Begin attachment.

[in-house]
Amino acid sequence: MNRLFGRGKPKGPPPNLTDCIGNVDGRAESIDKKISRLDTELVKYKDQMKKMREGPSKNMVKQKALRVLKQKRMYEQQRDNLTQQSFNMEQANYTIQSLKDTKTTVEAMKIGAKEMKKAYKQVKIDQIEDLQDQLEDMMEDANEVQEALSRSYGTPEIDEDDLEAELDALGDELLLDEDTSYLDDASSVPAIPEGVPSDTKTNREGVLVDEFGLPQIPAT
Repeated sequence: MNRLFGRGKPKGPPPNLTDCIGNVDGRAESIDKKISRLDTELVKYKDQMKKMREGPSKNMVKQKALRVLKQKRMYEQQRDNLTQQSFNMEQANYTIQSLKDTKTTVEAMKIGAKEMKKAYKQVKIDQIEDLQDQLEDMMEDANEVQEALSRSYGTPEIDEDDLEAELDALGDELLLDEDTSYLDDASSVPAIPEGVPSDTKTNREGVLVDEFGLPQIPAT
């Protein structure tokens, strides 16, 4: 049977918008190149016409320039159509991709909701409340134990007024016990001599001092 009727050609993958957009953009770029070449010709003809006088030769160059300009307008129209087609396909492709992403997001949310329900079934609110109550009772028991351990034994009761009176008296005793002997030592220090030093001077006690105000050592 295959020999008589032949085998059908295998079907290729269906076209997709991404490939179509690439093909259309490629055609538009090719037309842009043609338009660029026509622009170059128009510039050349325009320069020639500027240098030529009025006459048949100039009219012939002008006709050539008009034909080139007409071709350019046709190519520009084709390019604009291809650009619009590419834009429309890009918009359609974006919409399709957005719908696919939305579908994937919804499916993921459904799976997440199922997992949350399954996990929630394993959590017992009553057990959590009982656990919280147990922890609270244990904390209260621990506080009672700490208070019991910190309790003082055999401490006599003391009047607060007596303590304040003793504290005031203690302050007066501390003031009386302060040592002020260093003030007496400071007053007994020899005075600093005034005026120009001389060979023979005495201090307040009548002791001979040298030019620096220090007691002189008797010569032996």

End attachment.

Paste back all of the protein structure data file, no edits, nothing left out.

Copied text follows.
[in-house]
Amino acid sequence: MNRLFGRGKPKGPPPNLTDCIGNVDGRAESIDKKISRLDTELVKYKDQMKKMREGPSKNMVKQKALRVLKQKRMYEQQRDNLTQQSFNMEQANYTIQSLKDTKTTVEAMKIGAKEMKKAYKQVKIDQIEDLQDQLEDMMEDANEVQEALSRSYGTPEIDEDDLEAELDALGDELLLDEDTSYLDDASSVPAIPEGVPSDTKTNREGVLVDEFGLPQIPAT
Repeated sequence: MNRLFGRGKPKGPPPNLTDCIGNVDGRAESIDKKISRLDTELVKYKDQMKKMREGPSKNMVKQKALRVLKQKRMYEQQRDNLTQQSFNMEQANYTIQSLKDTKTTVEAMKIGAKEMKKAYKQVKIDQIEDLQDQLEDMMEDANEVQEALSRSYGTPEIDEDDLEAELDALGDELLLDEDTSYLDDASSVPAIPEGVPSDTKTNREGVLVDEFGLPQIPAT
């Protein structure tokens, strides 16, 4: 049977918008190149016409320039159509991709909701409340134990007024016990001599001092 009727050609993958957009953009770029070449010709003809006088030769160059300009307008129209087609396909492709992403997001949310329900079934609110109550009772028991351990034994009761009176008296005793002997030592220090030093001077006690105000050592 295959020999008589032949085998059908295998079907290729269906076209997709991404490939179509690439093909259309490629055609538009090719037309842009043609338009660029026509622009170059128009510039050349325009320069020639500027240098030529009025006459048949100039009219012939002008006709050539008009034909080139007409071709350019046709190519520009084709390019604009291809650009619009590419834009429309890009918009359609974006919409399709957005719908696919939305579908994937919804499916993921459904799976997440199922997992949350399954996990929630394993959590017992009553057990959590009982656990919280147990922890609270244990904390209260621990506080009672700490208070019991910190309790003082055999401490006599003391009047607060007596303590304040003793504290005031203690302050007066501390003031009386302060040592002020260093003030007496400071007053007994020899005075600093005034005026120009001389060979023979005495201090307040009548002791001979040298030019620096220090007691002189008797010569032996």